Ghana Minister commits to expand LEAP benefits after our research finds room for improvement

“I hope that my appeal will be granted so that together we can create a country safe for all children while enabling all children to enjoy their basic rights to education and proper parental care and support.”

This passionate request was made at the press conference launch of Challenging Heights-led research on Ghana’s Livelihood Empowerment Against Poverty (LEAP) Programme. Challenging Heights president, Dr. James Kofi Annan, discussed the benefits, but also shortfalls in LEAP. It was met with positive response by Hon. Nana Oye Lithur, Ghana’s Minister of Gender, Children and Social Protection.

LEAP is a Government of Ghana cash transfer programme, which was introduced in 2008. It is implemented by the Ministry of Gender, Children and Social Protection. As of November 2014, the LEAP programme had reached 90,000 families in all 10 regions of the country, with the aim of reducing extreme poverty in Ghana.

In November 2013, Challenging Heights led an in-depth research project concerning LEAP, with support from Family for Every Child and the Centre for Social Protection (CSP) at the Institute of Development Studies (IDS) in the UK. This research was part of a wider study on the linkages between social protection programmes and children’s care in Ghana, Rwanda and South Africa.

Our research shows that LEAP has positive impact on the wellbeing and care for children, but these advantages can be increased if some changes are made. Issues like delay and irregularity in payment need to be addressed. We also expect that removing the current cap of only providing cash for four eligible household members would greatly benefit Ghanaian families.

Challenging Heights calls on the Minister of Gender, Children and Social Protection (MoGCSP) to remove the current cap of four family members per household receiving LEAP benefits, which would make LEAP accessible to anyone who needs and qualifies for LEAP assistance in Ghana.

We also ask the Minister to prioritize expansion of LEAP to all coastal areas of Ghana, including the Effutu Municipal and Awutu-Senya District, which are areas Challenging Heights serve, and they do not currently receive LEAP benefits. These coastal regions are deep in poverty, giving rise to horrendous child labour and child trafficking situations.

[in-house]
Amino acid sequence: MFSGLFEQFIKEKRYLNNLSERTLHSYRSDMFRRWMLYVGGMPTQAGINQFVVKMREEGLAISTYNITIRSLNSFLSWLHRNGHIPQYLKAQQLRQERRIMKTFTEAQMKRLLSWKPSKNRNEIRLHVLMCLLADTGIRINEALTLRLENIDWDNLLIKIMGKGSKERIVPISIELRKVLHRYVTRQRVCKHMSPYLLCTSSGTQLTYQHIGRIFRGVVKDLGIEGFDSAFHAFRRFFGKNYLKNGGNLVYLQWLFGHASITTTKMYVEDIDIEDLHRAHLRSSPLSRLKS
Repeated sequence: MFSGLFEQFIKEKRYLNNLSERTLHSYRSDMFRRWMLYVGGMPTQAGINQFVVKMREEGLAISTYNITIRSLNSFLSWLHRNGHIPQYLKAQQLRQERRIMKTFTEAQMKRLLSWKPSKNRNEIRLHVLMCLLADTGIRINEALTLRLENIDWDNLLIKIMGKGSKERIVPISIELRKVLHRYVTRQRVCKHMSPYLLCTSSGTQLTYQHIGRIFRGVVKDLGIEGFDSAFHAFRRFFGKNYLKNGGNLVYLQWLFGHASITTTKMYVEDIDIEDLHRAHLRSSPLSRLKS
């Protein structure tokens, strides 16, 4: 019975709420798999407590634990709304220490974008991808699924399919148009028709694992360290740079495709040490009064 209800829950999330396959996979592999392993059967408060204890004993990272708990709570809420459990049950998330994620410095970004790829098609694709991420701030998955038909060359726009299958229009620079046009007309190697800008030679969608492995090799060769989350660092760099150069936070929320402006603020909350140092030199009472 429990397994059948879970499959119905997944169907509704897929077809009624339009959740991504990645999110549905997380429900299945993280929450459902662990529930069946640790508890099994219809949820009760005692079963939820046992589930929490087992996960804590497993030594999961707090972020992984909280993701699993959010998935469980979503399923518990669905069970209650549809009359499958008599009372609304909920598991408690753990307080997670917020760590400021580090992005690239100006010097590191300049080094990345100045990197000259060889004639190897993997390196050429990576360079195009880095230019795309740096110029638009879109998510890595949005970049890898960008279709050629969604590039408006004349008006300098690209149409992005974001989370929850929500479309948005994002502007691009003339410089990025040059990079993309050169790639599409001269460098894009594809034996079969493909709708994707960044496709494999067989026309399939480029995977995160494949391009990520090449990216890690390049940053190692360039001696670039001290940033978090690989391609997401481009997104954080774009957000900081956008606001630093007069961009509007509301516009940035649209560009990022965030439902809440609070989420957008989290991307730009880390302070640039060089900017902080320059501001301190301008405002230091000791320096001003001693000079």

We want the minister to ensure that payment of cash under LEAP is done as expected, promptly and frequently. Our field research shows that existing beneficiaries of LEAP “sometimes …wait for four months before [they] receive the money.”

If all family members are able to receive benefits (instead of just the current limit of four), our research shows that children in particular would feel positive effects, “as they are more likely to live in larger households.”

We also expect that steps will be taken to curb corruption when it comes to government workers doling out LEAP benefits.

Minister Lithur responded to our concerns before she shared her own speech. She said LEAP will expand from helping 90,000 families to 150,000 families and her department plans to strategically focus efforts in areas that need the most help, especially increasing services offered to the coastal communities we requested. She says they will focus on the coastal belt, especially women who are pregnant and have children under two. Also, Lithur’s department plans to remove the household cap, so that all beneficiaries can be helped. LEAP benefits will increase so that the minimum amount paid to each household will be 88 Ghana cedi, as soon as the Minister of Finance signs their funding request. The government has plans to change their benefit distribution process to become e-payments. Lithur explained that doing biometrics and paying beneficiaries electronically should cut back on corruption and increase integrity.

After speaking, Lithur and James Kofi Annan took questions from eager media. Both parties smiled widely together.

We are pleased with commitments made by the minister, and we look forward to seeing how the promises are implemented to improve the lives of families and children in the communities we serve.